Monday, 14 March 2011

Breast Feeding is hard, FACT

Ok it has been a few months now since I stopped breast feeding but I was watching a program today that was talking about breast feeding and it stirred up some emotions i'd rather it hadn't.

Before I had Immie I was very philosophical about breast feeding, I thought "I'll give it a bash, see how it goes but if it doesn't work I can always switch" then I got sucked in by the breast feeding nazis.

Now don't get me wrong, if you can do breast feeding and find it straightforward I'm sure it is a lovely experience. But this wasn't the case for me and it made the first 3 months a lot more upsetting than they needed to be.

You see it all started on the post-natal ward after birth. I had no idea what I was doing, Immie didn't really feed that well and nobody really bothered to ask me how it was going. I've since found out CSection mummies can find breast feeding more tricky, something to do with hormones. Anyway, non of that was explained to me. I was discharged on the Monday afternoon, got home and Immie wasn't really feeding. I begged my OH to go and buy some formula but he wouldn't. Instead he insisted on phoning the hospital. At that point they said I had to go back in and pack a bag because I'd probably be staying over night. I was gutted, I cried and cried. I didn't want to go back to the hospital. I was shattered and just wanted to be home with my baby.

So we got back, I was stuffed in a room on my own (with lots of propaganda breast feeding posters on the wall!). That night, the nurses still didn't show me particularly well what to do (one old bag was particularly stroppy with me, I don't think she could see what the problem was!) Over the course of 2 days I had a variety of nurses touch my boobs and squeeze my nipples, now I come to think of it, not one of them asked me if it was ok to do that and not one of them actually asked me how I was feeling or gave me options, it was just expected that I would keep breast feeding.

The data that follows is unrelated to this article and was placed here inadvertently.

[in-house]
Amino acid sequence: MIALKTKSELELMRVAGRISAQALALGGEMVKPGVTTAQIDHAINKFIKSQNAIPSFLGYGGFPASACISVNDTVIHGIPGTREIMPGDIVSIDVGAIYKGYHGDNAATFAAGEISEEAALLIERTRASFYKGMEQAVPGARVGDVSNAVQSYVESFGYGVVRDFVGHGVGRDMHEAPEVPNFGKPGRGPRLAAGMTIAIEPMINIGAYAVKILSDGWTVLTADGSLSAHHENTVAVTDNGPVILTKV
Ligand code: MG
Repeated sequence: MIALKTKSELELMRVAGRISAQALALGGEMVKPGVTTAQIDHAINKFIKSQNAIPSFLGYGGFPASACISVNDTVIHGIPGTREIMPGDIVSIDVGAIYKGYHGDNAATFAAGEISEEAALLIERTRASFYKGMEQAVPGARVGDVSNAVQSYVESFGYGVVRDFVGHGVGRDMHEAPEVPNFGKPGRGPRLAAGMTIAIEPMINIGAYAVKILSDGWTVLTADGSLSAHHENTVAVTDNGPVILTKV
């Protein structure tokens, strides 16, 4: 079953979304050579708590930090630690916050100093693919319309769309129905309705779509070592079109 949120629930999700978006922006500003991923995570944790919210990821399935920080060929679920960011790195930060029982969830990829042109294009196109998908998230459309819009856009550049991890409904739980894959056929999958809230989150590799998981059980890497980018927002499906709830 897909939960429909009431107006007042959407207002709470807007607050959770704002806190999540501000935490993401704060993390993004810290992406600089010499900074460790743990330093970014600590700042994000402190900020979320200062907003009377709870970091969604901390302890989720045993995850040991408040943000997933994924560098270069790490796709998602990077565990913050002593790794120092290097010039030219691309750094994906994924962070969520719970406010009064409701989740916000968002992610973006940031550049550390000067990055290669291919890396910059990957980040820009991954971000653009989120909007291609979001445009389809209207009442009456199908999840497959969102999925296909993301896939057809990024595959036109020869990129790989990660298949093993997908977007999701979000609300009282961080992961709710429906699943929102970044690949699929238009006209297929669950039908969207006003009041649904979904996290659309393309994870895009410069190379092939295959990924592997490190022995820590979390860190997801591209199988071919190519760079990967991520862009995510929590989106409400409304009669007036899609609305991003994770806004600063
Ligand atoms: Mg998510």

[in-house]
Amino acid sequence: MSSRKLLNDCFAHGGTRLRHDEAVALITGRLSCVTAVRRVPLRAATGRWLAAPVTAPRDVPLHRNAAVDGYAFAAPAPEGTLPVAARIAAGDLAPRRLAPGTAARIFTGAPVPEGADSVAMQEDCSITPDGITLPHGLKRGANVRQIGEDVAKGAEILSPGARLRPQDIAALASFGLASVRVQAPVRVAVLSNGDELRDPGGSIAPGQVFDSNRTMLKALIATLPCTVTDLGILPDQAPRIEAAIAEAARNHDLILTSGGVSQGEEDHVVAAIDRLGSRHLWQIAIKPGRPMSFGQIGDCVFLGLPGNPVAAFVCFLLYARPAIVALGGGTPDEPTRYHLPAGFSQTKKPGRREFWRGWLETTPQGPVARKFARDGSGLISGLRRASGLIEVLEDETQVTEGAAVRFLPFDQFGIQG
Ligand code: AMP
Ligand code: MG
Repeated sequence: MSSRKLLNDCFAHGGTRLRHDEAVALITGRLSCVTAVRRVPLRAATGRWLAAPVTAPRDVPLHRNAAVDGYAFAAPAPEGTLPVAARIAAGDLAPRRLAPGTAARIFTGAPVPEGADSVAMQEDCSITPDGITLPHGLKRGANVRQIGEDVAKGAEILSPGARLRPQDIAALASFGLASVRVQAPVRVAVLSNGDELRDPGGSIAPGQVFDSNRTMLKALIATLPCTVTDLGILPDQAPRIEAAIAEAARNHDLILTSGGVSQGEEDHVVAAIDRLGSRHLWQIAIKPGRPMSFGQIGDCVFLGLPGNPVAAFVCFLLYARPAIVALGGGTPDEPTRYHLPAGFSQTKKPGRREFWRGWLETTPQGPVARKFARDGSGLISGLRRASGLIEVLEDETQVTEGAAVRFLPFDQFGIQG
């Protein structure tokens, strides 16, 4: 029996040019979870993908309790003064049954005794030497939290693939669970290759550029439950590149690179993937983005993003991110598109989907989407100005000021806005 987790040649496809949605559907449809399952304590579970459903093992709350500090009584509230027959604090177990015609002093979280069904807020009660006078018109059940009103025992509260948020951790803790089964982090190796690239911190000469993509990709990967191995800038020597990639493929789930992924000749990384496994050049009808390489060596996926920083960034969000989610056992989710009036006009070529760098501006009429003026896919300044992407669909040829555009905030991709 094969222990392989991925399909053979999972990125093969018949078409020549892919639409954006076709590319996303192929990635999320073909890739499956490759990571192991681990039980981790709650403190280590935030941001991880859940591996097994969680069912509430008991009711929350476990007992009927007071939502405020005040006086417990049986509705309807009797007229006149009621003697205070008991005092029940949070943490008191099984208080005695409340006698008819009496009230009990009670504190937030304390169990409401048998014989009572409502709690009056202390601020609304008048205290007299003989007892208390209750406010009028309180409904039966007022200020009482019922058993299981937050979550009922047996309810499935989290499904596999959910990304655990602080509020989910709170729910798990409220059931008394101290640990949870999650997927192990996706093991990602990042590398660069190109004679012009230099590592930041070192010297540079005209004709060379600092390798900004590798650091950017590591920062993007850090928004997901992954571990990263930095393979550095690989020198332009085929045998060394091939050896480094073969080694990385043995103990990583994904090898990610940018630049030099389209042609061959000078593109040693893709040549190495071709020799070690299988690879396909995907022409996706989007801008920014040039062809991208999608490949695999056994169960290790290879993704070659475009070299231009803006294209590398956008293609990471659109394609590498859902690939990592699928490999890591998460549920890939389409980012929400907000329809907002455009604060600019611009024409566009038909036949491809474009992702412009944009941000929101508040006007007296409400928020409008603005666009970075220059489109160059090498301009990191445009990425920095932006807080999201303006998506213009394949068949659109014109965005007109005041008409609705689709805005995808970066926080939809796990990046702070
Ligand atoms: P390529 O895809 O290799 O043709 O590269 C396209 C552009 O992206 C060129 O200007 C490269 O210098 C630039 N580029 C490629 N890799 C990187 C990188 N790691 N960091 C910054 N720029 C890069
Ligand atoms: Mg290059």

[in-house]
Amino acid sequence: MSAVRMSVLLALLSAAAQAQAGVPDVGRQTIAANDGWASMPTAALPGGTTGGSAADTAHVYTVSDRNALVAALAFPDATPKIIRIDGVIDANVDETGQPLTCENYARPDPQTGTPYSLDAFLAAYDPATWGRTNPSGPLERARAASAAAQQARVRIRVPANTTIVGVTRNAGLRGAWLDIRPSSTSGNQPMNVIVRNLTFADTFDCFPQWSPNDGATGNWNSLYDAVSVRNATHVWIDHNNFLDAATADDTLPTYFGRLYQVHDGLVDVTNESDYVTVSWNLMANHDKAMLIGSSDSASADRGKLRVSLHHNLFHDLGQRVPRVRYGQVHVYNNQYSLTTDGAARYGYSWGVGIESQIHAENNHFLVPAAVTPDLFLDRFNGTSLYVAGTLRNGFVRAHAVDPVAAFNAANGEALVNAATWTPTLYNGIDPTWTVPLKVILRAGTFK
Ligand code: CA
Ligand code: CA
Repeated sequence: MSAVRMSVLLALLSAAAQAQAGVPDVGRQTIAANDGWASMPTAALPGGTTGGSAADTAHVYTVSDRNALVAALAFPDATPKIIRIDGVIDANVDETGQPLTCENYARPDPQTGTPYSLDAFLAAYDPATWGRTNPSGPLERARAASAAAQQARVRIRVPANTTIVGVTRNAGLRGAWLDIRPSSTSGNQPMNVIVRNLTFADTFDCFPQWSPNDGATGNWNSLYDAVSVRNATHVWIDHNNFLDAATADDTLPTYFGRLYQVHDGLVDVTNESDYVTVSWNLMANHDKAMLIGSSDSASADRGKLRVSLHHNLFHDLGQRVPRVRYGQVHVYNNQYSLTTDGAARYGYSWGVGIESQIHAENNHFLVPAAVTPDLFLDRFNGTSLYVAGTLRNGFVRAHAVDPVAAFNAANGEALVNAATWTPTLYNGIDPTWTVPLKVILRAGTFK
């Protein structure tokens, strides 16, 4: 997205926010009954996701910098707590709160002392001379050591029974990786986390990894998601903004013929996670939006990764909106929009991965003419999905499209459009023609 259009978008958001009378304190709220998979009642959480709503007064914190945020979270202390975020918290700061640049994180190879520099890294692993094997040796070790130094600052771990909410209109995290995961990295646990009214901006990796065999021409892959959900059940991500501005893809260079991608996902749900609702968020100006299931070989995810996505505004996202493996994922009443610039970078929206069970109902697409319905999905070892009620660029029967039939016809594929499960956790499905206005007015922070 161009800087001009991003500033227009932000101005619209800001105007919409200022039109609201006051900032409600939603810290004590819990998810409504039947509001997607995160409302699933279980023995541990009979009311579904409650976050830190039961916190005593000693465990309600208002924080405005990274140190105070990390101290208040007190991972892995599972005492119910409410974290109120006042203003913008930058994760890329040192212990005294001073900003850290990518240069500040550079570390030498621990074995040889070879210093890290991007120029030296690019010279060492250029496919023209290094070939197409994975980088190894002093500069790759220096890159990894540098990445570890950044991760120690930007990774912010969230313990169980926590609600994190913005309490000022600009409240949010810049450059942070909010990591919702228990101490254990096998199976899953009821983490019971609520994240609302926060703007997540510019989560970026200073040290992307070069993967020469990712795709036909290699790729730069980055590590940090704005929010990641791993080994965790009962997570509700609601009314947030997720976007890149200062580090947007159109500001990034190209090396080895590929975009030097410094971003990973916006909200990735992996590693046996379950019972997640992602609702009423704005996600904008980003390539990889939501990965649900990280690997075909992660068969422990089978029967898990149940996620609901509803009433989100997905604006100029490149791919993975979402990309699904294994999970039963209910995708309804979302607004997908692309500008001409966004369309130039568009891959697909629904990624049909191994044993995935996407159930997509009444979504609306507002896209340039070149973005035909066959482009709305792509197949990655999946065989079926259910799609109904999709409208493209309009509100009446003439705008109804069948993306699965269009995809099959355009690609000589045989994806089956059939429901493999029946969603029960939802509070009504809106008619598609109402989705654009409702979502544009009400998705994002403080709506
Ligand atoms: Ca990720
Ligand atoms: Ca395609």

The next morning, they sent in a breast feeding link worker who bought a long a knitted woolly boob and attempted to show me what to do, she then left me with a DVD player and some crap DVDs where women who loved breast feeding, basically went on about how marvellous it was. (Not what you need when you're struggling) I have to say this did not help one bit!

That night I had a mini-melt down and an auxiliary nurse found me sobbing in my little room, cuddling Immie but with no idea what to do as I just couldnt manage to feed her! Eventually the nurses took my baby away for a few hours so I could sleep and calm down (I've no idea where they took her, still a bit pissed off they could have taken her anywhere and I wouldn't have known!)

Eventually a rather lovely nurse just gave me lots of gentle encouragement and told me if I managed to get Immie to feed off both boobs I could go home, this cheered me up, and eventually I just about managed it.

So we came home and I managed to breast feed Immie for 3 months. However, I was never totally happy that I was getting the correct position. She fed ok, but never for very long and never more than one side, but I was feeding every hour or so. It wasnt the growth spurt either, this was all the time.

Things came to a head when my mate was round and I was expressing so I could go out that evening and she commented that I was hardly getting anything out at all and she'd have filled up 4 bottles in the time I'd expressed 2oz!

About a week later I came down with a cold and so did Immie, at that point I was exhausted and made the decision to open the emergency carton of formula milk. Immie gulped it down and wasn't bothered at all. From that point on I gave up breast feeding. Immie was happier, I was happier, I only wished I'd done it sooner!

Despite my relaxed attitude when I was pregnant, I felt under so much pressure by the nurses etc to keep going, in hindsight, I would have bonded with Immie more quickly and enjoyed the early months a lot more if I hadnt had so much stress feeding! But I didn't have the guts to stand up to the nurses.

When I next saw my Health Visitor and explained why I had stopped etc but that Immie was like a different baby she said "Well you made the right decision then". This is what I needed to hear. I felt like a weight had been lifted.

Everyone assumes breast feeding is easy because it is natural. It isn't. It is a skill, that takes good teaching and lots of practice. But most of all, you shouldn't be made to feel bad if its not for you.

So if and when we decide to have another baby, I am a lot clearer in my mind as to what I will do. I will definitely give breastfeeding another go, I've got a sneaking suspicion I know where I was going wrong, but I certainly won't be flogging a dead horse. If it doesn't work, I'll have the confidence to make my own decisions earlier.

Mama x

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